COMMENTARY

To Address Income Inequality, You Need to Know Where the Money is
May 3, 2018

Income inequality in the United States is rising. Prior research contends this is due to returns on accumulated capital. For the 15 years ending in 2014, the top 1 per cent of income earners increased their share of total income from 15.0 per cent to 17.5 per cent, almost entirely due to an increase in capital income. But new research suggests that a large proportion of business income is really the payoff to individuals for specialized skill, just like the premium earned by top-tier athletes and movie stars. Researchers at UC Berkeley, Chicago, and the U.S. Treasury examined the premature deaths of 2,509 business owners from within the top 1 per cent of income earners. They found that an unexpected owner death is associated with a 61 per cent decline in profits and a 21 per cent reduction in firm survival. This runs counter to the notion that return to capital is the leading driver of growing income inequality.

It is well-documented that income inequality in the United States is high and rising. But any policy response depends critically on the reason for this trend. Is growing income inequality the result of the accumulation of capital or a rising premium for specialized skill? This matters because what has previously been documented by economists is a surge in the “return to capital” while the “return to labor” has barely moved since 2000.

The capital accumulation argument is supported by the chart below. For those in the top 1 per cent of income, it shows the prolonged march in the share of capital income in the 15 years ending in 2014. In 1999, people in the top 1 per cent of income earned 15.5 per cent of total income. By 2014 this percentage had increased to 17.5 per cent, and can be attributed almost entirely to an increase in capital income.

    Figure 1. Wage income (grey) vs capital income (pink)

 

 

 

 

 

 

 

 

 

 

 

New research suggests that the increased return to capital is not as large as previously thought.[1] Rather, a large proportion of business income is really the payoff earned by business owners for specialized skill.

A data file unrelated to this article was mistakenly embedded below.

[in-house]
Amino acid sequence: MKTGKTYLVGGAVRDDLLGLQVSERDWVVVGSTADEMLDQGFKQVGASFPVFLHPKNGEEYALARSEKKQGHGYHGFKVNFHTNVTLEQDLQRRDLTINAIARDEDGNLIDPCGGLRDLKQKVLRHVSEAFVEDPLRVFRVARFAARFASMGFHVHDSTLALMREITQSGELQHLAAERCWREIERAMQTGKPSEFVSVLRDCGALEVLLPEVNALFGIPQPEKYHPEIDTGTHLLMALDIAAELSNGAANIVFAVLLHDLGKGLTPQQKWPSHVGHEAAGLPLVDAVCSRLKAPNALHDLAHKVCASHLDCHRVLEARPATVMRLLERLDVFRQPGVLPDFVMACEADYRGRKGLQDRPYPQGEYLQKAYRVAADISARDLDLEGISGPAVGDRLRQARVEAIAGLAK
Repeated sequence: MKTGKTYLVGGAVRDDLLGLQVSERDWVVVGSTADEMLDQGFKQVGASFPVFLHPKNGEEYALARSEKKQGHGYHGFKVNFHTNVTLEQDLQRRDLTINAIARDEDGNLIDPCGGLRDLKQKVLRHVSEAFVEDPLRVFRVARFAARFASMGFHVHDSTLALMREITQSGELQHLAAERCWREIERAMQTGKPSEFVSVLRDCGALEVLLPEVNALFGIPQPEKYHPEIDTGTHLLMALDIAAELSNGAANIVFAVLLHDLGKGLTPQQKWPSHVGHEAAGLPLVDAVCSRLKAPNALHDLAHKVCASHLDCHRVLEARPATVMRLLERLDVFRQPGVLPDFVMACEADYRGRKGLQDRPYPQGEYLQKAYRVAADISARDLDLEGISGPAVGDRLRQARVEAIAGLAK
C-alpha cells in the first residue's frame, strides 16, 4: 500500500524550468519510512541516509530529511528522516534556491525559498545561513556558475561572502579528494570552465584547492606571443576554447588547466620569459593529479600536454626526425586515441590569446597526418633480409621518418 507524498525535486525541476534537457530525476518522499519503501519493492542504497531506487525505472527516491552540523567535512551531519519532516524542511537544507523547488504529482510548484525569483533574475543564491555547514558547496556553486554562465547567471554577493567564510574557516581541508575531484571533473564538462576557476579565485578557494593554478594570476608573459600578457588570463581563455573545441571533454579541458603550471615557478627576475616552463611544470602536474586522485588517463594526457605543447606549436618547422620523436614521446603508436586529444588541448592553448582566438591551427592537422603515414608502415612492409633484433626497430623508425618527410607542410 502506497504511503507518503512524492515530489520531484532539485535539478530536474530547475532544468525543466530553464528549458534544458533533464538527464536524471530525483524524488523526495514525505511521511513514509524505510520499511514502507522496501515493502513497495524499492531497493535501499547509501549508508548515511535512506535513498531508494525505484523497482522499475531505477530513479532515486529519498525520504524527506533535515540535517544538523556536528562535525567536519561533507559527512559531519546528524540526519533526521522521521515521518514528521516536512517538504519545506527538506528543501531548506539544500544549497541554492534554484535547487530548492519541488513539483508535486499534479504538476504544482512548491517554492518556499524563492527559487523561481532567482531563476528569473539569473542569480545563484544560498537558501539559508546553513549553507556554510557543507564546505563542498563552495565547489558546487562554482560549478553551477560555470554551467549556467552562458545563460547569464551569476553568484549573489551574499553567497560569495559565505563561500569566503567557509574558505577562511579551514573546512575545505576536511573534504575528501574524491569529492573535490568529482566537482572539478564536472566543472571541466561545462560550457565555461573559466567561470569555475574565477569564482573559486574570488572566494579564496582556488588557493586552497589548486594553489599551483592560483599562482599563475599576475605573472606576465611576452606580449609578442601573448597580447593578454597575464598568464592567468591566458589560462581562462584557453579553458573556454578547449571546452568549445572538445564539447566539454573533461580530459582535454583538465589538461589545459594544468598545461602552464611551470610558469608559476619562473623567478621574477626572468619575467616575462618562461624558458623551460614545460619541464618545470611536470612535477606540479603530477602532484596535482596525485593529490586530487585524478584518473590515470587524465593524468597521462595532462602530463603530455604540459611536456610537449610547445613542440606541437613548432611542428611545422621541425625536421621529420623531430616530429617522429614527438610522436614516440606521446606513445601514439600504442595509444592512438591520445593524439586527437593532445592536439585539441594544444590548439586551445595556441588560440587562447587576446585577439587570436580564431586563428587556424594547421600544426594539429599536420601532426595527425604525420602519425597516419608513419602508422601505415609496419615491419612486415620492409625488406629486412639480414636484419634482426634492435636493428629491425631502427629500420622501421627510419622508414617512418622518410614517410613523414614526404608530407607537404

The researchers examined the tax returns of 20 million taxpayers over 14 years ending in 2014, who owned 11 million businesses. The researchers’ broad objective is to document the sources of income for the top 1 per cent of income earners. Their more specific objective is to determine whether the top 1 per cent have high earnings because of accumulated capital, brands and patents, or whether high income results from the same premium for talent paid to athletes and entertainers.[2]

To understand the difference, consider action movie star Tom Cruise. Forbes estimates the 2016 earnings of Mr (“Show me the money!”) Cruise at $43 million.[3] His 2016 film Jack Reacher: Never Go Back, has worldwide gross box office revenue of $162 million and his production company, TC Productions, is one of the films’ production companies.[4] A typical research study would classify the income earned by the production company as return to capital, and the wages earned by Mr Cruise as return to labor. But in substance the only return to capital is the income that would be earned in the absence of Mr Cruise himself.

The interesting part of the study is the examination of 2,509 premature owner deaths. This sub-sample represents the unfortunate demise of people in the top 1 per cent of income who died before the age of 65. After death, their firms suffer a 61 per cent decline in profits compared to 300,000 firms matched by owner age, owner income, industry and sales. The firms owned by those dying prematurely were also 21 per cent less likely to have survived four years later. In short, over half of firm profitability ends with the sudden demise of the owner.[5] This runs counter to the notion that return to capital is the leading driver of growing income inequality.

Figure 2. Impact of top 1 per cent owner death on firm performance

 

The researchers point out that high returns to owner-manager skill need not be socially optimal and can include returns to rent-seeking or elite connections.[6] But the research does challenge the notion that top earners reach and maintain this status largely as the result of accumulated wealth.

 

 

 

 

[1] Smith, M., D. Yagan, O. Zidar, and E. Zwick, 2017. “Capitalists in the twenty-first century,” November 15, Working paper, U.S. Treasury Department, UC Berkeley, University of Chicago and National Bureau of Economic Research, http://www.ericzwick.com/capitalists/capitalists.pdf.

[2] Descriptive statistics appear in Table 1, Summary Statistics on S-Corporations and Their Owners. The median owner in the top 0.1 to 1.0 per cent income bracket has personal income of $600,000 per year. The median firm owned by the top 0.1 to 1.0 per cent income bracket has sales of $1.2 million. For the 76 per cent of firms that have at least one employee, the median number of employees is 13. The median owner in the top 0.1 per cent income bracket has personal income of $2.4 million per year. This owner has a stake in a firm with median sales of $3.5 million. Just 68 per cent of firms in this group have employees and amongst the firms with employees the median number of employees is 35.

[3] https://www.forbes.com/profile/tom-cruise/ accessed on May 2, 2018.

[4] imdb.com accessed on May 2, 2018.

[5] Figure 5: Impact of Top 1% and Top 0.1% Owner Death on Firm Performance and Table 4, Impact of Owner Death on Firm Outcomes.

[6] Smith, Yagan, Zidar, and Zwick (2017, p. 5).

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